The importance of pollinators

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”Bees are a sign of well-functioning ecosystems.”

– José Graziano da Silva, Director-General of the Food and Agriculture Organization since January 2012
The world without bees would be grey, dull, boring and bad for our eco systems.
There would be no flowers, fruit, coffee or even chocolate. 
Bees are vital for the preservation of ecological balance and biodiversity in nature. They provide one of the most recognisable ecosystem services, i.e. pollination, which is what makes food production possible. By doing so, they protect and maintain ecosystems as well as animal and plant species, and contribute to genetic and biotic diversity.
Bees also act as indicators of the state of the environment. Their presence, absence or quantity tells us when something is happening with the environment and that appropriate action is needed. By observing the development and health of bees, it is possible to ascertain changes in the environment and implement the necessary precautionary measures in time.
Over the past 50 years, the amount of crops that depend on pollinators (i.e. fruit, vegetables, seeds, nuts and oilseeds) has tripled. Bees play an important role in relation to the scope of agricultural production. Effective pollination increases the amount of agricultural produce, improves their quality and enhances plants’ resistance to pests.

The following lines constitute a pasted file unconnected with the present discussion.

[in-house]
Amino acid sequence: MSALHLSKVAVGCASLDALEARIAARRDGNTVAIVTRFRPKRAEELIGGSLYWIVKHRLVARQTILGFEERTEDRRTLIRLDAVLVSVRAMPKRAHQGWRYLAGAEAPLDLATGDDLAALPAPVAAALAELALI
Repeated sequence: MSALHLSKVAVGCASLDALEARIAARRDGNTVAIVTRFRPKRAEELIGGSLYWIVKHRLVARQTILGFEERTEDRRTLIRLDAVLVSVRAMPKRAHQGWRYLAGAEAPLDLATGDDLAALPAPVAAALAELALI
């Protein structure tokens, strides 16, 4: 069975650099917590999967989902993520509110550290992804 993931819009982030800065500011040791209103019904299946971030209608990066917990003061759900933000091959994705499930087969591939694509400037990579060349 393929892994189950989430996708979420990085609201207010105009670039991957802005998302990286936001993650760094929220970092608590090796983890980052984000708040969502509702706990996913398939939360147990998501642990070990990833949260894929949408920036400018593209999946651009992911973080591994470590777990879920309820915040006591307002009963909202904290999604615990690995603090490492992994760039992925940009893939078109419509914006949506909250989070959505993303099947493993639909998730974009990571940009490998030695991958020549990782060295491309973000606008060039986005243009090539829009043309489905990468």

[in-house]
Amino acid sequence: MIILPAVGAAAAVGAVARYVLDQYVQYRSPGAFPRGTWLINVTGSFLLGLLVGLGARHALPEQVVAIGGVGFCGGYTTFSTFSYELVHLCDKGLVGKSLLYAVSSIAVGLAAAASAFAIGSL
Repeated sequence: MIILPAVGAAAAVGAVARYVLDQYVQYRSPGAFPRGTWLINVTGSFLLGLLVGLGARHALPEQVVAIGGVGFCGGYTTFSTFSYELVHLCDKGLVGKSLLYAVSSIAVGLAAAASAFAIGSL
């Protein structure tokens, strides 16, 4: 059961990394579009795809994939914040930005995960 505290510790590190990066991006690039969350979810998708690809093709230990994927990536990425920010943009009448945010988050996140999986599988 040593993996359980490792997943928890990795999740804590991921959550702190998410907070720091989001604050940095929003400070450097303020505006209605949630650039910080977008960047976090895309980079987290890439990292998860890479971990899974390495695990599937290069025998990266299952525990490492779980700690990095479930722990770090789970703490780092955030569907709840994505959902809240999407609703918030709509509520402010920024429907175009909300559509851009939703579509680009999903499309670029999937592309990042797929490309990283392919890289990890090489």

If you want to attract more bees to your garden, land clearing and landscaping can destroy food sources and nest sites, threatening native bees. You could help by planting nectar-rich flowers and providing new nest sites in your garden.Good plants for attracting native bees include: Abelia x grandiflora, Angophora, Baeckea, Buddleja davidii, Callistemon, Eucalyptus, Grevillea hybrids, Hardenbergia violacea, Lavandula, Leptospermum, Melaleuca and Westringia.Both bees and wasps often sip nectar from flowers. However, bees feed their young with pollen collected from flowers while wasps feed their young on insect or spider prey. So if you see an insect collecting pollen from a flower, it is a bee, not a wasp.All bees and wasps have four wings, but flies have only two wings. Flies also have shorter antennae than bees and wasps do. Some flies sip nectar from flowers and may mimic the colouring of bees or wasps. So take a close look!

Australian native bees need our help! Native bees are vital pollinators for our bushland and our crops. However, insecticide use can kill native bees, and landclearing can destroy their food resources and nest sites. What can we do?

It is important to avoid or limit the use of insecticides where possible. Plant a Bee-Friendly Garden to provide food for your local native bees, and set up Bee Hotels to supply them with nest sites.

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